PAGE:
TxNIP is a sensor of glucose and oxidative phosphorylation status [32]. A recent study indicated that TxNIP transcription can be stimulated by ChREBP [33]. We found that TxNIP protein level in the liver was higher in the animals of the HFD group, while curcumin supplementation reduced its level (Fig. 7C). Curcumin supplementation also reduced TxNIP mRNA level (Fig. 7D). Furthermore, we conducted LUC reporter analysis, showing that in the HepG2 cell line, ChREBP promoter activity was repressed by curcumin treatment (Fig. 7E). Finally, we found that HFD feeding increased the phosphorylation of S6K1, a downstream target of mTOR signaling (Fig. 7F).


Curcumin is the principal curcuminoid of the popular spice turmeric utilized in Indian and other South Asia countries, which is a member of the ginger family. This plant polyphenolic compound has anti-tumor, anti-proliferative, anti-oxidant, and anti-inflammatory properties [7]. Since the last decade, a few clinical trials have been conducted, showing the therapeutic effects of curcumin on various cancers and Alzheimer's disease [34].

In C57BL/6J HFD fed mice, oral curcumin supplementation was shown to prevent the development of obesity-associated inflammation, insulin resistance, as well as diabetes [12]. The beneficial effect of curcumin in that study was mainly attributed to the reduction of macrophage infiltration of the adipose tissue, the increase of adiponectin production, as well as the decrease of hepatic NF-κB activity [7], [12]. The anti-adipogenic effect of curcumin was then demonstrated in the 3T3-L1 cell model by other groups [35], [36]. The stimulation of HFD on hepatic NF-κB level, however, was not observed in the current study with our chronic HFD model, although curcumin supplementation decreased NF-κB level in the liver (Figure S2).

Insulin resistance and obesity in C57BL/6J mice are often induced in the short-term by feeding a diet containing saturated fatty acids (45%) or with a mixed fatty acid diet with 60% energy from fat. In the current study we utilized a chronic HFD feeding model, in which mice did not develop obesity before 16 weeks, and the deleterious effect of HFD on both the morphology of the liver and plasma metabolic profiles were not as severe as the utilization of regular HFD [8] (data not shown). As presented, although our HFD reduced plasma adiponectin level, it did not reach statistical significance. Nevertheless, curcumin consumption generated a significant increase of plasma adiponectin. Furthermore, instead of routinely providing curcumin-containing HFD with every meal [12], we provided the curcumin-supplemented diet only two days per week. This model may more closely mimic the natural development of insulin resistance, associated with modest dietary changes along with intermittent curcumin consumption in human subjects that we can expect. We show in this model that curcumin supplementation blocked the effect of HFD on fat gain, improved insulin sensitivity and glucose disposal, and reduced intra-hepatic lipid content. In addition to the confirmation of the effect of curcumin in stimulating anti-oxidative signaling and attenuating inflammatory signaling in hepatocytes, we found that curcumin reduces mRNA levels of ChREBP and SREBP1-c, two key transcription factors for hepatic lipogenesis, as well as L-PK, an important downstream target of ChREBP [31], [37]. However, we did not observe that in mature adipocytes curcumin stimulates Wnt signaling components or Wnt target genes. We therefore suggest that curcumin exerts its beneficial effect in our HFD fed mouse model via attenuating oxidative stress and inflammatory response in the adipose tissue, and reducing lipogenesis in the liver, without the stimulation Wnt activity in mature adipocytes.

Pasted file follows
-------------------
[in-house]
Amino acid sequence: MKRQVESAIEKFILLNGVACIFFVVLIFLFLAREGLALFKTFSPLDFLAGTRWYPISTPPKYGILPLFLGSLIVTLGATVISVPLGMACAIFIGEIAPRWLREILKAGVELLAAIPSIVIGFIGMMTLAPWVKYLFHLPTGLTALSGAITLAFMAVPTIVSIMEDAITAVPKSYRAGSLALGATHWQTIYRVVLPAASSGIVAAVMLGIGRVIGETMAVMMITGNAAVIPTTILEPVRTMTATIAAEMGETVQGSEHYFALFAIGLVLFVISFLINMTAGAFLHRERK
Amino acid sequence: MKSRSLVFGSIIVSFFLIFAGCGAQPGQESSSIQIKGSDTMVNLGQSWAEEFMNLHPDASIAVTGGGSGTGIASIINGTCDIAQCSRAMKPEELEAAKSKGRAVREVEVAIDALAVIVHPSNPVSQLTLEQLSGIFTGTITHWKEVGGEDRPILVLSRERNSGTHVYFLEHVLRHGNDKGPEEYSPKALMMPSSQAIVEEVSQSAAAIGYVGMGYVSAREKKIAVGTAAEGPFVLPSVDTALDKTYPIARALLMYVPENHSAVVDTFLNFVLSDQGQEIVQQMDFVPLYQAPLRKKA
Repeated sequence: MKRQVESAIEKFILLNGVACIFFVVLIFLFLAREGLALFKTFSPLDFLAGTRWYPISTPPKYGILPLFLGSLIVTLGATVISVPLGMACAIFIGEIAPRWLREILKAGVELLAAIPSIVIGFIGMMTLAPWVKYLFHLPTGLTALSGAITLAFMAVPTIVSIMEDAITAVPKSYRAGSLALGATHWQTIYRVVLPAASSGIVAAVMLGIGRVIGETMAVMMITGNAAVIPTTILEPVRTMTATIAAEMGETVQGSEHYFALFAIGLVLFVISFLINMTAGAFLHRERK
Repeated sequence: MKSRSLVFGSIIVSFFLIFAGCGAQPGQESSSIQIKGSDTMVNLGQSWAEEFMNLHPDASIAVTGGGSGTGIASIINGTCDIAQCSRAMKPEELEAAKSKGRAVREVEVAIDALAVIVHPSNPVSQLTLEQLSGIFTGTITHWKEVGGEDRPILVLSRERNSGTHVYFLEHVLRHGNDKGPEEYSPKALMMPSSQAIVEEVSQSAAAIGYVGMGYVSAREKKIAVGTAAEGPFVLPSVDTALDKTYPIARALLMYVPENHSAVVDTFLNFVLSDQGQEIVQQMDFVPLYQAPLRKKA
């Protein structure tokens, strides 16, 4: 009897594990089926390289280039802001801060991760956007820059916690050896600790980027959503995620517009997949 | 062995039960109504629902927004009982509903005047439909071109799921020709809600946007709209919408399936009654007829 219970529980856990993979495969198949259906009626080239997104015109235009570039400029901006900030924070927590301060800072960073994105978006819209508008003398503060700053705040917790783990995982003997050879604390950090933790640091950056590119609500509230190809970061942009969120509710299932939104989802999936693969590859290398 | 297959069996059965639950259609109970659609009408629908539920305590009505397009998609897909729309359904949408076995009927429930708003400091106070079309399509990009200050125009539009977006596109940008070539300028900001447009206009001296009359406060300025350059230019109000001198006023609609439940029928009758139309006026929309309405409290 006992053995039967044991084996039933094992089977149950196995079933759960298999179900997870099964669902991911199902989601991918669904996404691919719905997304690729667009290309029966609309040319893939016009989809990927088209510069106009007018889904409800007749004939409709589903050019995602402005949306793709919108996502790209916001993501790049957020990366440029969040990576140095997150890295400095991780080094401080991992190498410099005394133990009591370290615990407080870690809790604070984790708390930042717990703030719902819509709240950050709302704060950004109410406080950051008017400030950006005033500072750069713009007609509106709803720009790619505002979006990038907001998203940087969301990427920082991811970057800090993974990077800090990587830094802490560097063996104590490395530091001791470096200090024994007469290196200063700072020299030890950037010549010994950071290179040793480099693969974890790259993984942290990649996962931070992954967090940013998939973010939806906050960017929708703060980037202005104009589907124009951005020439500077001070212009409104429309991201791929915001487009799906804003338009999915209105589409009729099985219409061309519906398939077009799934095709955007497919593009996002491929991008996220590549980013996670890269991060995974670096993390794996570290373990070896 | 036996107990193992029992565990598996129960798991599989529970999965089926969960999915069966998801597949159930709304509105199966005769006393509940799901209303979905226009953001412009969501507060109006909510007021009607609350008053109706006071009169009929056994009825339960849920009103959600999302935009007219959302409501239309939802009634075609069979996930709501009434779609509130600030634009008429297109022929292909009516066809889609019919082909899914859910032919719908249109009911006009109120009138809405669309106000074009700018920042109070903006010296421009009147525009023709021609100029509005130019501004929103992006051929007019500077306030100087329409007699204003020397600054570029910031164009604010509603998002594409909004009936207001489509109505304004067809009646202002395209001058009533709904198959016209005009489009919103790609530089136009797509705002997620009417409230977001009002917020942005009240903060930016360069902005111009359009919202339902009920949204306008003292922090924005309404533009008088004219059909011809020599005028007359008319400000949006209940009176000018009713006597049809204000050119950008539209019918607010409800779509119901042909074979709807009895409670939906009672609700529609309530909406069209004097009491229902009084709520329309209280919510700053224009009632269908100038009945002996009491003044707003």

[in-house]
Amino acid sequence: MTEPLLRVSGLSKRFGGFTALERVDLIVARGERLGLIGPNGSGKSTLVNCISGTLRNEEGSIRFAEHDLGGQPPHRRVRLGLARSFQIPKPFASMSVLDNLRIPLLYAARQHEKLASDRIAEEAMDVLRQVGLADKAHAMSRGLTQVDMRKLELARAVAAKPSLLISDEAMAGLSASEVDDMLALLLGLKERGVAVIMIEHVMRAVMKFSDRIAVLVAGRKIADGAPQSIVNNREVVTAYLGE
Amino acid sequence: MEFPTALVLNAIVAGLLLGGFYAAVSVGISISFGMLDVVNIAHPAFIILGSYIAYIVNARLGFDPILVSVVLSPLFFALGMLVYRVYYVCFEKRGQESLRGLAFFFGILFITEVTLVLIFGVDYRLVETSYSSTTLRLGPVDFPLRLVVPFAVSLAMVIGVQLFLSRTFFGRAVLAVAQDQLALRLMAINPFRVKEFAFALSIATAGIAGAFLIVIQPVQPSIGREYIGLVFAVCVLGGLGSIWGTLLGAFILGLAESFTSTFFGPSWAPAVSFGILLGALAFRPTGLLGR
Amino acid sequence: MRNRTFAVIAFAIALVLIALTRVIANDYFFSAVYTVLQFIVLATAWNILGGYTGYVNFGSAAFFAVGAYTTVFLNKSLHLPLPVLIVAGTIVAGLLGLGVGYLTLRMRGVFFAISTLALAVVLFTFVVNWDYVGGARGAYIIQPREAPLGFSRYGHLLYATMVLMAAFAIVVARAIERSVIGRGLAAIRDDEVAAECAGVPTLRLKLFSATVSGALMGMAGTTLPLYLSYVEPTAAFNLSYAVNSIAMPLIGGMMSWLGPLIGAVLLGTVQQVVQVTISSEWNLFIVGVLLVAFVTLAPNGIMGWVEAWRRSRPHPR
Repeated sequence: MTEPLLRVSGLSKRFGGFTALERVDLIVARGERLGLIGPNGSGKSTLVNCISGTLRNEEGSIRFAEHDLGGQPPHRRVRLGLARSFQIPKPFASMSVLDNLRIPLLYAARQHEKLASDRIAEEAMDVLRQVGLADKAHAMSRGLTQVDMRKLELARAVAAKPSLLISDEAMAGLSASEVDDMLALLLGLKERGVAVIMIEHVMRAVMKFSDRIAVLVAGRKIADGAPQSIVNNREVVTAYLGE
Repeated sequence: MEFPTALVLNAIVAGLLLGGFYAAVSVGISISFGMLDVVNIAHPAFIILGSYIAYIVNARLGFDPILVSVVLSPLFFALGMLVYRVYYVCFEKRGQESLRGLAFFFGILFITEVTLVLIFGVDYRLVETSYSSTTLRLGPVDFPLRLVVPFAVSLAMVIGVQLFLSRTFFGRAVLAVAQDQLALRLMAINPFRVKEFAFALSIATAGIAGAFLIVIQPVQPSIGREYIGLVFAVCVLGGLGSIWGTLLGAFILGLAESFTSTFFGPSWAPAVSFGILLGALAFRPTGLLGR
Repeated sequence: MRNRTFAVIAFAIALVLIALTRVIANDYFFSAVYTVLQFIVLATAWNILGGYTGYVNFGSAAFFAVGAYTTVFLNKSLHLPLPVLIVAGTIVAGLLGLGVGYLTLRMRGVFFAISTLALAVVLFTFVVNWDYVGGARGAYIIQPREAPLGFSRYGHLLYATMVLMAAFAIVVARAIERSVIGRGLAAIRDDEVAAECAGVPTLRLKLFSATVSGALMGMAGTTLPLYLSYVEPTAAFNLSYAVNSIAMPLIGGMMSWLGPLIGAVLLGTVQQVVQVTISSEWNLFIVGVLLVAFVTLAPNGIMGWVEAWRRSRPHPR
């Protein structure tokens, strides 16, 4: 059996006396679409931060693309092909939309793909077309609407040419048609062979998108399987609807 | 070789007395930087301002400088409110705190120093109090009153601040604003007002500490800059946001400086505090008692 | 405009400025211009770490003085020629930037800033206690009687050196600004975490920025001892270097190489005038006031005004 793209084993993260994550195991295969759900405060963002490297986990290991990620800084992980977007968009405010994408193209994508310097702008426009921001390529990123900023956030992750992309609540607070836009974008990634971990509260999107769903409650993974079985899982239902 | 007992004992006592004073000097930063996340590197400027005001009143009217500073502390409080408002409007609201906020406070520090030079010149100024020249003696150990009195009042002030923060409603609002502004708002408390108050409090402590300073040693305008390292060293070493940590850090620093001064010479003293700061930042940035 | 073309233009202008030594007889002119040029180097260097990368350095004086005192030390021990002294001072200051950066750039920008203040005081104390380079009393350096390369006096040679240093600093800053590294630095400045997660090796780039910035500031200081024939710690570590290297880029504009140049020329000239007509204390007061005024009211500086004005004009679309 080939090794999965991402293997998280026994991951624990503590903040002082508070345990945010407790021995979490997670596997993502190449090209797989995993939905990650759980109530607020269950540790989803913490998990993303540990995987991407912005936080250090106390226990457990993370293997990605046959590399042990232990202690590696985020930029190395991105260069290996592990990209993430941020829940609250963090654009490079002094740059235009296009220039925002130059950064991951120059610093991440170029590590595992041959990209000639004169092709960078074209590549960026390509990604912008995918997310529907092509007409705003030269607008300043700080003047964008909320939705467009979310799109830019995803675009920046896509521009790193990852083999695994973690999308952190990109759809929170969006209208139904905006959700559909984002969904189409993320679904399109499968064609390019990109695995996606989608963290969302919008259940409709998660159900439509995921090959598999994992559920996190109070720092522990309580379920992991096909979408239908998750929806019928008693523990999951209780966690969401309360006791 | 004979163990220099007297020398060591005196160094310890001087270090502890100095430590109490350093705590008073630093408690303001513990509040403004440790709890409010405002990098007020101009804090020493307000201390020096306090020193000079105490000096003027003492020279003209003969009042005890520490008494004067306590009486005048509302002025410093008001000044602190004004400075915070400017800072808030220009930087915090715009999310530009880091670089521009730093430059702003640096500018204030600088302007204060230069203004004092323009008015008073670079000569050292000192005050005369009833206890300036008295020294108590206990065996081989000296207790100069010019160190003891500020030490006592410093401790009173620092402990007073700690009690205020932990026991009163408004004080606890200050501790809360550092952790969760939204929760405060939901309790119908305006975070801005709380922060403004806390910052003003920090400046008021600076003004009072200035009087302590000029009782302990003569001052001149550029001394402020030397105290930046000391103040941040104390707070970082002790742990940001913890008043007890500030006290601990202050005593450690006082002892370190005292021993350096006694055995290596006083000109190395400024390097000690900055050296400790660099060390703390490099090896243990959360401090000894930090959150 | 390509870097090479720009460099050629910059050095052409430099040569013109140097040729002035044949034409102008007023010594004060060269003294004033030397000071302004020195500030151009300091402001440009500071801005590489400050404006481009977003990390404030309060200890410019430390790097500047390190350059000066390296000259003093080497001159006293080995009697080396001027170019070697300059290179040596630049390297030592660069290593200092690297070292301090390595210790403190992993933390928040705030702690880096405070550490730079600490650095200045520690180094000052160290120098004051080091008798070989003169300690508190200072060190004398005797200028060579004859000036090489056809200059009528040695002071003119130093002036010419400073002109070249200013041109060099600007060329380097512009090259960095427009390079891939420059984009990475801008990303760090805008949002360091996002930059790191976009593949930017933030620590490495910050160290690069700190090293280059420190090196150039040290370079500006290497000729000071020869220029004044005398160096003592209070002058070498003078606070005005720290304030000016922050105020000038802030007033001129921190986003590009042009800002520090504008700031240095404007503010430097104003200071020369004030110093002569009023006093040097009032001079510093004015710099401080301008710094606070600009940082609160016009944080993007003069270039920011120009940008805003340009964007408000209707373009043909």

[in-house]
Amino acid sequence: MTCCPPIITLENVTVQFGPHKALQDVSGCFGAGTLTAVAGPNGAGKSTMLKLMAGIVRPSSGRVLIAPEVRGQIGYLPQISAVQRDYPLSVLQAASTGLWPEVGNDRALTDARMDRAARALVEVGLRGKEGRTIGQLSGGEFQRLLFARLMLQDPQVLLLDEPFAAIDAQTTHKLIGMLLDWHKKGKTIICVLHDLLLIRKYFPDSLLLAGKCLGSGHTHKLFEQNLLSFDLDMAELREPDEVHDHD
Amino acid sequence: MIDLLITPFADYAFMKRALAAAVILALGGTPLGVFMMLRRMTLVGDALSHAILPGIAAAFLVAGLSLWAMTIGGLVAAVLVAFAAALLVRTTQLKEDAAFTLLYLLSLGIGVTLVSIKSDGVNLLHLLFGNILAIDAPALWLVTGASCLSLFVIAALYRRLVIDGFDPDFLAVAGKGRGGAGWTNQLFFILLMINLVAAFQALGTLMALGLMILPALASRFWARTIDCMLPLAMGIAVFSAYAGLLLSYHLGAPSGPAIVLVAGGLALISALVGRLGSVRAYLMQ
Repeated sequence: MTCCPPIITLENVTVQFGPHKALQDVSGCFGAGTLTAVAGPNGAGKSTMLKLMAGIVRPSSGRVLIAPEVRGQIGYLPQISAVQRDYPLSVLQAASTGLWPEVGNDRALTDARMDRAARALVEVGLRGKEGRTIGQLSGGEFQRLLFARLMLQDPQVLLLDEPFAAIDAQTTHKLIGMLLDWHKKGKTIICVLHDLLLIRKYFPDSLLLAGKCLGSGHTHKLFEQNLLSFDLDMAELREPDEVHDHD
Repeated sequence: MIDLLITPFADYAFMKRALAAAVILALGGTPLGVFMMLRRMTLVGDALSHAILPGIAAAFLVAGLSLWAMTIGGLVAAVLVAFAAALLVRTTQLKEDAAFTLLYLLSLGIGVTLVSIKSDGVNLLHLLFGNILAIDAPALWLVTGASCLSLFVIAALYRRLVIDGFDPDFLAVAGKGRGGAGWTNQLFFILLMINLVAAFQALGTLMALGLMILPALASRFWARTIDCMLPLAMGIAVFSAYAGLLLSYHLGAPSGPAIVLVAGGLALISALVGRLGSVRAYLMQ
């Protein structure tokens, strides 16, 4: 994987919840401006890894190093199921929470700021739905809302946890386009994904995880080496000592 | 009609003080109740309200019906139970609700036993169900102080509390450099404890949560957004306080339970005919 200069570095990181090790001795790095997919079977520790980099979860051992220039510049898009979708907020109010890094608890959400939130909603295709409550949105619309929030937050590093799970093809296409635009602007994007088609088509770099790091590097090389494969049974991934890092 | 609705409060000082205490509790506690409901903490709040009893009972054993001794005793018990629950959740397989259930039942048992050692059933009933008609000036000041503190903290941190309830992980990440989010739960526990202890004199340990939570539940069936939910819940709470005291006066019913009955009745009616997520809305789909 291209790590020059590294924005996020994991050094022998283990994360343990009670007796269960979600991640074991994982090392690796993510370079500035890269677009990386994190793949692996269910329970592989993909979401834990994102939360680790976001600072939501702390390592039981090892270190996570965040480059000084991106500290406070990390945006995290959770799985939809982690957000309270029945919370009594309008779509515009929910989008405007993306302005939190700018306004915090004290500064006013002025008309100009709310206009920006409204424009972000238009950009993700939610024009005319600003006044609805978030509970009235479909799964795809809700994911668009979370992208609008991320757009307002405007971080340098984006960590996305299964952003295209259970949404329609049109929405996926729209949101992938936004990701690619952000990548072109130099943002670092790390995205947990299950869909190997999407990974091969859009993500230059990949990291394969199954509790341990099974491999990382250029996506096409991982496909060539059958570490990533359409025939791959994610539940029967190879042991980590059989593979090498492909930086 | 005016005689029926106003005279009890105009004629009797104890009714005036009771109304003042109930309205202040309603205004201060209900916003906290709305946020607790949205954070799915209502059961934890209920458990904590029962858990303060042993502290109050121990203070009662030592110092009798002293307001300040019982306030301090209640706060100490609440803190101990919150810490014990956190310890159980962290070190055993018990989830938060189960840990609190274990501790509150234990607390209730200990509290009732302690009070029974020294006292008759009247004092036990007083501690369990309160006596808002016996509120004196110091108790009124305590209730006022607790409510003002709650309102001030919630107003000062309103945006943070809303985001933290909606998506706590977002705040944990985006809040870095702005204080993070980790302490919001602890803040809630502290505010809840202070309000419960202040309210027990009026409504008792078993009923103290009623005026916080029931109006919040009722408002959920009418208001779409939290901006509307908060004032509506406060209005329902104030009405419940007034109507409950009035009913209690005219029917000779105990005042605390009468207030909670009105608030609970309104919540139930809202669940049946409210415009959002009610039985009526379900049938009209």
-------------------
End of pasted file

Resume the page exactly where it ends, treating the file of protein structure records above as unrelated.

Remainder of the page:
It should be noted that the activation of Wnt signaling is strongly associated with the development and progression of colon cancer and other tumors. The chemotherapeutic effect of curcumin has been partially attributed to the repression of Wnt activity [38]. For example, in the LNCaP prostate cancer cells, curcumin represses total β-cat level, as well as GSK-3 phosphorylation, associated with reduced c-Myc and cyclin D1 expression [38]. In addition, a recent study indicated that curcumin disrupts the mammalian target of rapamycine complex (mTOR) [39]. mTOR is not only a downstream target of insulin signaling, but also serves as an effector of the Wnt signaling pathway [27], [40]. Thus, the repressive effect of curcumin on mTOR further supports the notion that curcumin might repress Wnt activity in cancer cells. In the current study, we show that HFD induced hepatic expression of phosphorylated S6K1, a downstream target of mTOR. Curcumin consumption suppressed S6K1 phosphorylation.